When I first moved to Portland, I was sitting at a bar with a friend. We were swapping stories about our backgrounds, and she shared that her parents had her kidnapped and sent to a boarding school for troubled teens. She was there for over two years. I was stunned and horrified by what she told me about her time at the school. That conversation is what really triggered the book. Lisa, Patrick and Jamie are fictional characters but their experiences at the Lost Lake Academy are grounded in truth. I started with their bios: what were their parents like, their rooms at home, their friends and siblings, how did they end up at the Academy, how they would deal with reentering the ‘real world’ after the trauma they experienced – and the story just grew from there. The fun part was creating a cast of villains that would wreak havoc on my young heroes' lives. I was inspired by vivid personalities I encountered while employed at Lucasfilm, WIRED, Wieden+Kennedy, and Nike, in addition to friends and frenemies.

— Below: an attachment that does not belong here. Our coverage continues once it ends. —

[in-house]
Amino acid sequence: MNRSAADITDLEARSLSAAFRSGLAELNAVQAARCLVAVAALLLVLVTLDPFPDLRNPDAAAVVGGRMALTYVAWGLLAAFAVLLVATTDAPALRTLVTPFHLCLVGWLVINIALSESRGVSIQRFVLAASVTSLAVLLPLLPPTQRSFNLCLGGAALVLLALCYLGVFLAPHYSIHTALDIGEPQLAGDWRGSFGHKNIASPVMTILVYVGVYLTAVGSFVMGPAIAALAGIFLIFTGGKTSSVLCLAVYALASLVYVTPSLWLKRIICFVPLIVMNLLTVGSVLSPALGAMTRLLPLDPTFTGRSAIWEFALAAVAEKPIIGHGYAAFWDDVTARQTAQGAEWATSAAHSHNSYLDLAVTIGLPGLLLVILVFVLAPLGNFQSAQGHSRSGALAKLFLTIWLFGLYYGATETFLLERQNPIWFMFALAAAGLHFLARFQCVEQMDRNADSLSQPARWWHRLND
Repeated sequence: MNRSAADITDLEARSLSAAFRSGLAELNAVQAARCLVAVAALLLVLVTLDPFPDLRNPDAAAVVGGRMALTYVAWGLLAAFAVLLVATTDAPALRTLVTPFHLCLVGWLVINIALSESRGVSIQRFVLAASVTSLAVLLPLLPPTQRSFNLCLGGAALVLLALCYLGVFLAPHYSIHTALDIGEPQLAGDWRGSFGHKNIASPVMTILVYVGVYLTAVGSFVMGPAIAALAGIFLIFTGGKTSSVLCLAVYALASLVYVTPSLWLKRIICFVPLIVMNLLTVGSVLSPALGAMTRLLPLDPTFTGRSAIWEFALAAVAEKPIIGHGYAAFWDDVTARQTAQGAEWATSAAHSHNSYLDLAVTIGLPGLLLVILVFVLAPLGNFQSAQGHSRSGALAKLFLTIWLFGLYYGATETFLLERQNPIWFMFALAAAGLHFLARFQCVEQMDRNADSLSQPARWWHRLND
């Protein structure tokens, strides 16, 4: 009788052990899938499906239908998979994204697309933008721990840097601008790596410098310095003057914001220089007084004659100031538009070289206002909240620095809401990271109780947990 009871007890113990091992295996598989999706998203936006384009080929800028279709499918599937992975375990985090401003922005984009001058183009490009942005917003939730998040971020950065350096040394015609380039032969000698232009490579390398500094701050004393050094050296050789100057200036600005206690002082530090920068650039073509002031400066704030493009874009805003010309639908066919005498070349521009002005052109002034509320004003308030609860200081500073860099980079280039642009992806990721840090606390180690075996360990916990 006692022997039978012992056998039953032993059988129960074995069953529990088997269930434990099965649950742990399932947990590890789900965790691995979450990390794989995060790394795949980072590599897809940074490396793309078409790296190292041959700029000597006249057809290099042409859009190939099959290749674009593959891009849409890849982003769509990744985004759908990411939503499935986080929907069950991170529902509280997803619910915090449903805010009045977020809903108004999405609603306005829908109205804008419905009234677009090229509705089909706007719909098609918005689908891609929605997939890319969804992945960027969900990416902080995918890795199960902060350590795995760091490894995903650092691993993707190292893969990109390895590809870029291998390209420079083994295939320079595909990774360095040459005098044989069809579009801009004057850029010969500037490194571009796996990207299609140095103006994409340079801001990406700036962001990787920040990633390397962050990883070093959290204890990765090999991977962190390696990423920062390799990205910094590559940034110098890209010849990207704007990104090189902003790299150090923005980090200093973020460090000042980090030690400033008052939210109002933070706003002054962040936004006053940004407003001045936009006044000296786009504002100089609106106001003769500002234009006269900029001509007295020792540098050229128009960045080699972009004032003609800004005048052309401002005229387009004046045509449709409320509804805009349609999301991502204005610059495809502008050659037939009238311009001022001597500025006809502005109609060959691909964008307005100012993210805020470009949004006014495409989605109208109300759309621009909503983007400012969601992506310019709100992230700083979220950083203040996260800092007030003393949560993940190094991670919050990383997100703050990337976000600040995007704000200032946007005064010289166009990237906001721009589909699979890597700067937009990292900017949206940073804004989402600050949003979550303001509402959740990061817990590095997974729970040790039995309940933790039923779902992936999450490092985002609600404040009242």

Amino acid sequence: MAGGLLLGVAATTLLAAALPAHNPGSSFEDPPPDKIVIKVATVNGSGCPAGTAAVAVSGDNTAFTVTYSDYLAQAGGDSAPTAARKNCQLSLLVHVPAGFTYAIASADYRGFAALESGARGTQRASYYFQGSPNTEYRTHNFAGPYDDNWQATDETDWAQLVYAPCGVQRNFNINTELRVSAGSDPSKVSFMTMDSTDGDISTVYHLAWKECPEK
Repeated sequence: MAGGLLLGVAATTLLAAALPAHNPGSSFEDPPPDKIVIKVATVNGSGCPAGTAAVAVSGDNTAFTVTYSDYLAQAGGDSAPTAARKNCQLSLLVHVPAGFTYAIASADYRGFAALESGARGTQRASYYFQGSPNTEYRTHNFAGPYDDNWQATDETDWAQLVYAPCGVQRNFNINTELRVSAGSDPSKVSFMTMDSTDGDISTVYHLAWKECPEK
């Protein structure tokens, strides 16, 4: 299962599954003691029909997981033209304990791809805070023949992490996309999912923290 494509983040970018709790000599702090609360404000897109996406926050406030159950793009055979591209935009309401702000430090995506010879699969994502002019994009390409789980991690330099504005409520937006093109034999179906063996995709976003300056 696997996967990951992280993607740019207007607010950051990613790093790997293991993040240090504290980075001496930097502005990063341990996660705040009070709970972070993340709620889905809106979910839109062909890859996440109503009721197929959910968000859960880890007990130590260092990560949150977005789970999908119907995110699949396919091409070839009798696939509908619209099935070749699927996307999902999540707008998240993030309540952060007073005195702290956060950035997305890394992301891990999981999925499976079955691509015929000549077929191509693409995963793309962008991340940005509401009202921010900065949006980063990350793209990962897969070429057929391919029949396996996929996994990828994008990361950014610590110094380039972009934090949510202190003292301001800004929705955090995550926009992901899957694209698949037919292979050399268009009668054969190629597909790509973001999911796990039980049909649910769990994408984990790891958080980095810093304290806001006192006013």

7. Who did you write “Thorn City” for, and what do you hope they take away from your story?

I wrote it because it’s the kind of novel that I enjoy reading: a thriller with characters you love and love to hate, and a bit of humor. I hope readers take away that there are multiple sides to every story, the power of choosing your own family, and I hope that it sheds a tiny light on the therapeutic boarding school industry. I also hope that readers look at Portland with a new and more positive perspective rarely shown in the media over the last several years.

8. Are you planning to write any more stories in the “Thorn City” universe?

I’m almost finished with a sequel to “Thorn City”. It picks up about eight months after the first book ends and brings back all the heroes and villains from book one, as well as a few new characters who bring chaos and destruction to Lisa, Jamie and Patrick’s lives. Don’t worry, Sue saves them all.